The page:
Strengthening cybersecurity through research
Mobile computing has become a fundamental feature in modern day life as people develop an unprecedented reliance on smart phones and tablets. However, along with their ubiquity comes a host of risks that can affect personal privacy, sensitive corporate information and even national security.
Professor Robert Deng from the Singapore Management University (SMU) School of Information Systems (SIS) believes that current approaches to mobile computing security have been ineffective because they fail to consider differences between platforms and applications.
"Mobile devices are power- and resource-limited compared to desktop computers due to their smaller sizes. They are open to more channels such as mobile networks, Bluetooth, Wi-Fi and storage cards. They also have increased functionality due to their ability to download applications. The mobility, connectivity and extensibility of mobile devices mean they require targeted and efficient security solutions," says Deng, who is also the director of SMU's Secure Mobile Centre (SMC).
This calls for a new approach to security research in mobile computing, one that he and his colleagues at the SMC aim to develop.
One of the centre's many projects focuses on developing practical and secure solutions for sharing encrypted data in the cloud.
"Cloud data storage is becoming increasingly popular. However, since software systems are not guaranteed to be bug-free and hardware platforms are not under the direct control of data owners in the cloud, security risks are abundant. A common solution to mitigate users' privacy concerns is to encrypt their data before it reaches the cloud. This keeps the data private even if service provider systems are compromised or untrusted," says Deng.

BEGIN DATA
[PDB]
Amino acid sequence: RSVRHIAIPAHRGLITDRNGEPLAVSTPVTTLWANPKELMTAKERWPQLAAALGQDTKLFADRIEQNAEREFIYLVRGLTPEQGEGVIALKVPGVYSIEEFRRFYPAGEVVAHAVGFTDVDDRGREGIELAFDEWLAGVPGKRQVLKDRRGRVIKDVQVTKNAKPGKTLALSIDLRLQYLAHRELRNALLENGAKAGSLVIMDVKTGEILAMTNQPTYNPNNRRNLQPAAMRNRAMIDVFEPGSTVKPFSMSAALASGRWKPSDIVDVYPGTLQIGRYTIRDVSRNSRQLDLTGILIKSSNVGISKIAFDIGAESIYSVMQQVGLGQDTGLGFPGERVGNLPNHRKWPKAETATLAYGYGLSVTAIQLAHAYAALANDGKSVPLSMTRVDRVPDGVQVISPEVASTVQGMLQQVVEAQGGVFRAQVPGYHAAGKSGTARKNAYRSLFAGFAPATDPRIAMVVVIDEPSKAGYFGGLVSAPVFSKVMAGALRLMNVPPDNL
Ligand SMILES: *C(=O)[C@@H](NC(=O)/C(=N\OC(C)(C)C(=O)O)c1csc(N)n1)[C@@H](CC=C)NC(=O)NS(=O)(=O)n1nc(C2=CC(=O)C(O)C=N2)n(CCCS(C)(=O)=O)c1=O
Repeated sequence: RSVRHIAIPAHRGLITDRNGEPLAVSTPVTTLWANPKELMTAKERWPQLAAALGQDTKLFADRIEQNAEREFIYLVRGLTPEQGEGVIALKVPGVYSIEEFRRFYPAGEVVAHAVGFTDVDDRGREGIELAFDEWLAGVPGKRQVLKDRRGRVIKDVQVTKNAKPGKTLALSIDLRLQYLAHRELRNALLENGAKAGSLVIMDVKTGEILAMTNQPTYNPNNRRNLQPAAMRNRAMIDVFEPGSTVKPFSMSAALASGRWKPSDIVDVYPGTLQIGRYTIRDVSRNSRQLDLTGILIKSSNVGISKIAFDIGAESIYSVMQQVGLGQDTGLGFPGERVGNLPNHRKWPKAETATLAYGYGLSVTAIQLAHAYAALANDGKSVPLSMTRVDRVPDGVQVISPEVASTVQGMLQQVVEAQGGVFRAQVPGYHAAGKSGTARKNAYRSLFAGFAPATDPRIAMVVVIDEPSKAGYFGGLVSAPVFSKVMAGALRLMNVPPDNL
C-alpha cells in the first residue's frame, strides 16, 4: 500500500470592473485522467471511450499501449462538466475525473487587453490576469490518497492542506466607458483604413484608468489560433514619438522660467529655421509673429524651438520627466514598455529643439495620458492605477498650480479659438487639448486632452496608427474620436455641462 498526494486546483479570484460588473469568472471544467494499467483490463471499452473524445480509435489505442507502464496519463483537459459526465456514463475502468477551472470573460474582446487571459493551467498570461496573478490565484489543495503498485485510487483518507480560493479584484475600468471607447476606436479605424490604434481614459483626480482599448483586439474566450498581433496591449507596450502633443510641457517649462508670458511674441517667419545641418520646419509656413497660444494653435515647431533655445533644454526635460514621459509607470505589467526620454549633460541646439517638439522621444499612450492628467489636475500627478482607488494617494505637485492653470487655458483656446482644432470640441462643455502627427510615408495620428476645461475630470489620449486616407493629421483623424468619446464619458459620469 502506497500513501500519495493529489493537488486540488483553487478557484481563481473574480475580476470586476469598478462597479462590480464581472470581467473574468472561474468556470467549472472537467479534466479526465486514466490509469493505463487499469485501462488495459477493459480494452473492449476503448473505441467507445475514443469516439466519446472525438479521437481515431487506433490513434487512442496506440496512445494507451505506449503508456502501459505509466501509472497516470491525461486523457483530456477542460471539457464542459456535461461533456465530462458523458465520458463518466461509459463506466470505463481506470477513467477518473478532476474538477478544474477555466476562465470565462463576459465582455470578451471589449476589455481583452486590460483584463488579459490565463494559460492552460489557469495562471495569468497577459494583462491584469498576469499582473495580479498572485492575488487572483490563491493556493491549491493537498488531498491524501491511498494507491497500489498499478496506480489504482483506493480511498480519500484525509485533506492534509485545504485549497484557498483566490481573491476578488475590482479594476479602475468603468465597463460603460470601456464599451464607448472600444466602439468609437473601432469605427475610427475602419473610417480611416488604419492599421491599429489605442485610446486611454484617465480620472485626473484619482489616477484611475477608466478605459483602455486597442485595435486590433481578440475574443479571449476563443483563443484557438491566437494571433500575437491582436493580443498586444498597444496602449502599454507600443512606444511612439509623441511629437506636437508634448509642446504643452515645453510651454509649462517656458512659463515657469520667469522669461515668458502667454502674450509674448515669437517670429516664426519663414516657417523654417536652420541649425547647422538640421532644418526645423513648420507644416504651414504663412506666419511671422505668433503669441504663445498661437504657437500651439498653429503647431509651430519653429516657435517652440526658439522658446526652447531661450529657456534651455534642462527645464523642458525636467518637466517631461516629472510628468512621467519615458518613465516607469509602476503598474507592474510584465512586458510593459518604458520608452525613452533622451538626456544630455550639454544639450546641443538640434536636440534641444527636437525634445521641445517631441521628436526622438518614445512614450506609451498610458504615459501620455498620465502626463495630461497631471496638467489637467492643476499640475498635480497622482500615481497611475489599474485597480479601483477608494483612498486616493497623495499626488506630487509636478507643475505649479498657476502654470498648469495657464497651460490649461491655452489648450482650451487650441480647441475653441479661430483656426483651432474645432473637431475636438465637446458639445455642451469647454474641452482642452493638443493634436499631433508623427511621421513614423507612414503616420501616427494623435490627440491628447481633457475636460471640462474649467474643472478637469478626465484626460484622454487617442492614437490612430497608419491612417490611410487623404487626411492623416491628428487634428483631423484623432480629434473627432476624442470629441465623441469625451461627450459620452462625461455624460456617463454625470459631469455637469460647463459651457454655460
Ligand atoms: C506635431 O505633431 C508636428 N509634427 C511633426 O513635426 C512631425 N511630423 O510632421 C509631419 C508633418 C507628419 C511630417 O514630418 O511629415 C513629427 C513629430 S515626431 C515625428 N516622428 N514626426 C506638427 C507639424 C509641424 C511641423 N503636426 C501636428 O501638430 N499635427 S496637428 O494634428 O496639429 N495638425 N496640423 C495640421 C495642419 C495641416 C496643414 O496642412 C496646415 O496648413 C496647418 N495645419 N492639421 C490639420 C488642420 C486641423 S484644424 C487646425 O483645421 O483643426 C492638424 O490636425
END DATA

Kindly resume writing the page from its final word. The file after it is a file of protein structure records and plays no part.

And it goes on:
However, he notes that it is extremely challenging to share large amounts of data that are encrypted using traditional techniques because of the difficulty in distributing decryption keys and managing decryption key revocations. For example, when people leave an organization, their decryption keys must be revoked so they can no longer access the organization's data.
The SMC has filed a patent on a new technique that will allow individuals and organizations to share encrypted data in the cloud in a scalable and efficient manner. This new technique allows efficient decryption on mobile devices and supports user revocation in real time.
Another project, headed by Dr Li Yingjiu, focuses on designing secure and usable authentication systems for mobile users.
Mobile platforms that authenticate the face of a legitimate user are an attractive alternative to passwords, which are often difficult to remember. However, most face- authentication systems currently in use are intrinsically vulnerable to forgery by means of photos or videos of the legitimate user.
To overcome this problem, researchers at the SMC have developed FaceLive, a system that can differentiate between a photograph or video of a user and a 'live' one. FaceLive corroborates facial video information with live motion data from the mobile device to verify an actual live feed from the user. It uses a front-facing camera, an accelerometer and a gyroscope to detect three-dimensional characteristics of a live user's face.
FaceLive simply requires users to hold and move their mobile device in front of their face while the front-facing camera captures a video of their face and the sensors simultaneously record motion data about their device. A live user is authenticated if changes in head movement in the video are consistent with movements captured by the device.
Like most systems, FaceLive could be vulnerable to sophisticated attacks, but the system is an improvement on current face-detection software. "Our technique significantly raises the bar for adversaries to perform attacks," says Li.